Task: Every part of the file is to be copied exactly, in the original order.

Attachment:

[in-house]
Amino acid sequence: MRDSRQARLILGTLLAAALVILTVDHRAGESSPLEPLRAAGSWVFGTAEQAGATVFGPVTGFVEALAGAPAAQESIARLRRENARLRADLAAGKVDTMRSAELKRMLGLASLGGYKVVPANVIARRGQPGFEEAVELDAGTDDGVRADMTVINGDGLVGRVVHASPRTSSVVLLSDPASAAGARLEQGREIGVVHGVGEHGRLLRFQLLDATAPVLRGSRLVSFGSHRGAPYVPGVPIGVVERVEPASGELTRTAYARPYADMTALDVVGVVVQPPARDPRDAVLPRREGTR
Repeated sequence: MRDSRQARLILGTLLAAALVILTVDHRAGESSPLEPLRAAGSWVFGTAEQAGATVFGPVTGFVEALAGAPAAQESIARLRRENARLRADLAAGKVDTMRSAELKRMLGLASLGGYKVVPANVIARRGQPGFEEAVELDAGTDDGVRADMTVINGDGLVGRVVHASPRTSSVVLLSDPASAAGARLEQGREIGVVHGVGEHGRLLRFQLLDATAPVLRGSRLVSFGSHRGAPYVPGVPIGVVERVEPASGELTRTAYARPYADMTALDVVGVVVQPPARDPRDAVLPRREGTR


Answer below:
[in-house]
Amino acid sequence: MRDSRQARLILGTLLAAALVILTVDHRAGESSPLEPLRAAGSWVFGTAEQAGATVFGPVTGFVEALAGAPAAQESIARLRRENARLRADLAAGKVDTMRSAELKRMLGLASLGGYKVVPANVIARRGQPGFEEAVELDAGTDDGVRADMTVINGDGLVGRVVHASPRTSSVVLLSDPASAAGARLEQGREIGVVHGVGEHGRLLRFQLLDATAPVLRGSRLVSFGSHRGAPYVPGVPIGVVERVEPASGELTRTAYARPYADMTALDVVGVVVQPPARDPRDAVLPRREGTR
Repeated sequence: MRDSRQARLILGTLLAAALVILTVDHRAGESSPLEPLRAAGSWVFGTAEQAGATVFGPVTGFVEALAGAPAAQESIARLRRENARLRADLAAGKVDTMRSAELKRMLGLASLGGYKVVPANVIARRGQPGFEEAVELDAGTDDGVRADMTVINGDGLVGRVVHASPRTSSVVLLSDPASAAGARLEQGREIGVVHGVGEHGRLLRFQLLDATAPVLRGSRLVSFGSHRGAPYVPGVPIGVVERVEPASGELTRTAYARPYADMTALDVVGVVVQPPARDPRDAVLPRREGTR